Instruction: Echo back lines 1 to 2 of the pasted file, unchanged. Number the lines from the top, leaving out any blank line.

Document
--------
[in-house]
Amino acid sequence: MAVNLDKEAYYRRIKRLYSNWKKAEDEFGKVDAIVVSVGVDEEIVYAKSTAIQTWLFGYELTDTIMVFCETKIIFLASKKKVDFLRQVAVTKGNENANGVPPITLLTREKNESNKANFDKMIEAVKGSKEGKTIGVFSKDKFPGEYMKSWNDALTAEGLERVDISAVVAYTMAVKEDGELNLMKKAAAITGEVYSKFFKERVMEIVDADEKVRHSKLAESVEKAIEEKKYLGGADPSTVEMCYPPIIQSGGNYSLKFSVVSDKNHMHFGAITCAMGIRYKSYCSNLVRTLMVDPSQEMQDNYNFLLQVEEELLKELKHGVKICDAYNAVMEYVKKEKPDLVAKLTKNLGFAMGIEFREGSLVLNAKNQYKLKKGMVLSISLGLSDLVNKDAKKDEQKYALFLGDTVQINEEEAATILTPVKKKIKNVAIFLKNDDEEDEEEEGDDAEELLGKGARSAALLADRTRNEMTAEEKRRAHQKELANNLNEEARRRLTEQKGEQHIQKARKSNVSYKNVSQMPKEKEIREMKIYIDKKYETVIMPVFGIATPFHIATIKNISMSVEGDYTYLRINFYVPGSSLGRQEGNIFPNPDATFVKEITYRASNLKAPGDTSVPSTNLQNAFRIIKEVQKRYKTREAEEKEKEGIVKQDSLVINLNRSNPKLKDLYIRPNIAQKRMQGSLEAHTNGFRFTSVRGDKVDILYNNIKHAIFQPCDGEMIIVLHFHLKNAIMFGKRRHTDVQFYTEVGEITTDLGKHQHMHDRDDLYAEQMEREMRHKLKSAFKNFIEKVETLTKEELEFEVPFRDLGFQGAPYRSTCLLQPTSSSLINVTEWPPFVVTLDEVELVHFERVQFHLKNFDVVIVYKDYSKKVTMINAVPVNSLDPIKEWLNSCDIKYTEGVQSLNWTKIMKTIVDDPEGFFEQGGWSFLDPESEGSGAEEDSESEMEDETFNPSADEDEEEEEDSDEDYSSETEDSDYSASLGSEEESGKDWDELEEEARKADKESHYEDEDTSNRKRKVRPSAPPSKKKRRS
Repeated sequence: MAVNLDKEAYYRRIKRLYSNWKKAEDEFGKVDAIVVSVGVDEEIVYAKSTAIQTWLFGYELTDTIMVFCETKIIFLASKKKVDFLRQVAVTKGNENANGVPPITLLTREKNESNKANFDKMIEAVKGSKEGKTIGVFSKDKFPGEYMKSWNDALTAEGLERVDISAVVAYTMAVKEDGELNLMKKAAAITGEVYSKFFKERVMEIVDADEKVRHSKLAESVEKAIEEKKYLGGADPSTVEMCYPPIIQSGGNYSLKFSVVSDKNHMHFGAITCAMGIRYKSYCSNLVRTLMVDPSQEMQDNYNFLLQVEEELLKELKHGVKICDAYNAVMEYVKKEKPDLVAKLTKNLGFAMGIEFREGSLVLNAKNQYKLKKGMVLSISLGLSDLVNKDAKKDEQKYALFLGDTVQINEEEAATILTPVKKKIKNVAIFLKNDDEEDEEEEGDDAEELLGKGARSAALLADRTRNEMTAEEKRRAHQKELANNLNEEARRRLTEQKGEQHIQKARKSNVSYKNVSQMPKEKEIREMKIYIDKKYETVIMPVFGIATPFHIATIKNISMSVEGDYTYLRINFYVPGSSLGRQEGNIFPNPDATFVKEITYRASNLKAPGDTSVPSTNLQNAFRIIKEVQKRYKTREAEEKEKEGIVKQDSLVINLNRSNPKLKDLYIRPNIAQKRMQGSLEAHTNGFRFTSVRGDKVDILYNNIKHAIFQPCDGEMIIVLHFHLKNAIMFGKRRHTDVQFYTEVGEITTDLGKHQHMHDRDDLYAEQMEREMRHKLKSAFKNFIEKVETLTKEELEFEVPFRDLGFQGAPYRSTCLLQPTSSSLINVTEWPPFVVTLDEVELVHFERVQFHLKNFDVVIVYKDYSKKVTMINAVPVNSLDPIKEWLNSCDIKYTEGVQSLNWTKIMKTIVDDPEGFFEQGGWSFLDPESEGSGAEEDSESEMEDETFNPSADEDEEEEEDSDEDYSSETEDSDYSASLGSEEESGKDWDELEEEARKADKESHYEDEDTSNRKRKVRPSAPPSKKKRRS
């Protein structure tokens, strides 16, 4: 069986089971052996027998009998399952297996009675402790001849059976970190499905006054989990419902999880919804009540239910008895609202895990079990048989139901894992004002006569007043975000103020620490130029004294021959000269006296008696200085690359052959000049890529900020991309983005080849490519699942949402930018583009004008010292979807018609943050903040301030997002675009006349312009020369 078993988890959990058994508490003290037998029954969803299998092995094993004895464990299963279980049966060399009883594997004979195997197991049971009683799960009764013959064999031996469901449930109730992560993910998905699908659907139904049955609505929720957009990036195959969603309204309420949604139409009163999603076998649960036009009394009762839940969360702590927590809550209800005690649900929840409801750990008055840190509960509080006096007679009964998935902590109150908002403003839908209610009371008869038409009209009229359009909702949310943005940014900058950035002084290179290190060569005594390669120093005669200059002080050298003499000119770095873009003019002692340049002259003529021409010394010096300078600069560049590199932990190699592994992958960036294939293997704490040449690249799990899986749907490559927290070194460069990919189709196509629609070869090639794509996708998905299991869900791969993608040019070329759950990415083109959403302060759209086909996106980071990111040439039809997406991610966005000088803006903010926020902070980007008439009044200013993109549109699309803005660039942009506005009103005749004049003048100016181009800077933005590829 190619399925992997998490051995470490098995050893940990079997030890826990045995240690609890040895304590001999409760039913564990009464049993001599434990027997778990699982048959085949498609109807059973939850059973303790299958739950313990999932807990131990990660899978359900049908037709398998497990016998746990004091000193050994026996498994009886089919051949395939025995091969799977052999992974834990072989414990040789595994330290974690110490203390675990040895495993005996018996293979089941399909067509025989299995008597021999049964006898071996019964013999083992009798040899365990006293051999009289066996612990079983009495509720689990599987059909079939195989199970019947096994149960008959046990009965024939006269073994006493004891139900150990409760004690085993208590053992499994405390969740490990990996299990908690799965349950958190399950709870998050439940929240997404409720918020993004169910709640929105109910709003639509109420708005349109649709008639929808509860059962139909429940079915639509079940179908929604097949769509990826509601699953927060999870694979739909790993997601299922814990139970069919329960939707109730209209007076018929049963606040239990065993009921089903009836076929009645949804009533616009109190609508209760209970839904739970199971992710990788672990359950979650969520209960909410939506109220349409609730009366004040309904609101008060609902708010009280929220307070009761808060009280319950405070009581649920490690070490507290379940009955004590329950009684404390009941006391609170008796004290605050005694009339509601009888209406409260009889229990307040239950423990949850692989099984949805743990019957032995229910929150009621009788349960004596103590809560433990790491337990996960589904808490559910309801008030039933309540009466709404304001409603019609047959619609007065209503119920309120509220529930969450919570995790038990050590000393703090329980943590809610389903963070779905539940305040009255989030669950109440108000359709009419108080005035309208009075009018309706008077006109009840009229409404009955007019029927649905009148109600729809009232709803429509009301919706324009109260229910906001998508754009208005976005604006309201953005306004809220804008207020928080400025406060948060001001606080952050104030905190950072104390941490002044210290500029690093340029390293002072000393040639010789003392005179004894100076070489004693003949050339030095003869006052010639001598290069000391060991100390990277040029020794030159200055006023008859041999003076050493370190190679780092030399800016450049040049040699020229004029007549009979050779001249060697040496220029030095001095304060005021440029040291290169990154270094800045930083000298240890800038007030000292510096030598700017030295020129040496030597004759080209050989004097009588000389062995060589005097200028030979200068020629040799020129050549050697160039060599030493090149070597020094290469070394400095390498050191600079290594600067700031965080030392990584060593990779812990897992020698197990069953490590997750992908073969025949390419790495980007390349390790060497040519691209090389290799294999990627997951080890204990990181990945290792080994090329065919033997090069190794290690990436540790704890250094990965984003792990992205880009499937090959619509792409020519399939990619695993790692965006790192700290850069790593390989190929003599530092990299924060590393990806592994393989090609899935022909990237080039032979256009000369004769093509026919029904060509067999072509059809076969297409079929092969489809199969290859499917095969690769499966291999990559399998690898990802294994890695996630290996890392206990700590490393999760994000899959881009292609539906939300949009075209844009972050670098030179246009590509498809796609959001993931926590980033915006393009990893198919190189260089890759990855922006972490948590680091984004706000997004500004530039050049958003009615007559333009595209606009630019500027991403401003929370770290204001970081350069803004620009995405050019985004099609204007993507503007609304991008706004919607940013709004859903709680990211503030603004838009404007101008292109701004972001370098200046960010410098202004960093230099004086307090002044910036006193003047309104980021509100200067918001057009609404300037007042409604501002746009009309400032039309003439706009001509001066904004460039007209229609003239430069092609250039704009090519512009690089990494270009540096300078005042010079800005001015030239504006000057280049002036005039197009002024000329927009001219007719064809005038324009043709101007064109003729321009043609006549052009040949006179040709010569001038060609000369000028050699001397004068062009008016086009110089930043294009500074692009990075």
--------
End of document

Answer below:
[in-house]
Amino acid sequence: MAVNLDKEAYYRRIKRLYSNWKKAEDEFGKVDAIVVSVGVDEEIVYAKSTAIQTWLFGYELTDTIMVFCETKIIFLASKKKVDFLRQVAVTKGNENANGVPPITLLTREKNESNKANFDKMIEAVKGSKEGKTIGVFSKDKFPGEYMKSWNDALTAEGLERVDISAVVAYTMAVKEDGELNLMKKAAAITGEVYSKFFKERVMEIVDADEKVRHSKLAESVEKAIEEKKYLGGADPSTVEMCYPPIIQSGGNYSLKFSVVSDKNHMHFGAITCAMGIRYKSYCSNLVRTLMVDPSQEMQDNYNFLLQVEEELLKELKHGVKICDAYNAVMEYVKKEKPDLVAKLTKNLGFAMGIEFREGSLVLNAKNQYKLKKGMVLSISLGLSDLVNKDAKKDEQKYALFLGDTVQINEEEAATILTPVKKKIKNVAIFLKNDDEEDEEEEGDDAEELLGKGARSAALLADRTRNEMTAEEKRRAHQKELANNLNEEARRRLTEQKGEQHIQKARKSNVSYKNVSQMPKEKEIREMKIYIDKKYETVIMPVFGIATPFHIATIKNISMSVEGDYTYLRINFYVPGSSLGRQEGNIFPNPDATFVKEITYRASNLKAPGDTSVPSTNLQNAFRIIKEVQKRYKTREAEEKEKEGIVKQDSLVINLNRSNPKLKDLYIRPNIAQKRMQGSLEAHTNGFRFTSVRGDKVDILYNNIKHAIFQPCDGEMIIVLHFHLKNAIMFGKRRHTDVQFYTEVGEITTDLGKHQHMHDRDDLYAEQMEREMRHKLKSAFKNFIEKVETLTKEELEFEVPFRDLGFQGAPYRSTCLLQPTSSSLINVTEWPPFVVTLDEVELVHFERVQFHLKNFDVVIVYKDYSKKVTMINAVPVNSLDPIKEWLNSCDIKYTEGVQSLNWTKIMKTIVDDPEGFFEQGGWSFLDPESEGSGAEEDSESEMEDETFNPSADEDEEEEEDSDEDYSSETEDSDYSASLGSEEESGKDWDELEEEARKADKESHYEDEDTSNRKRKVRPSAPPSKKKRRS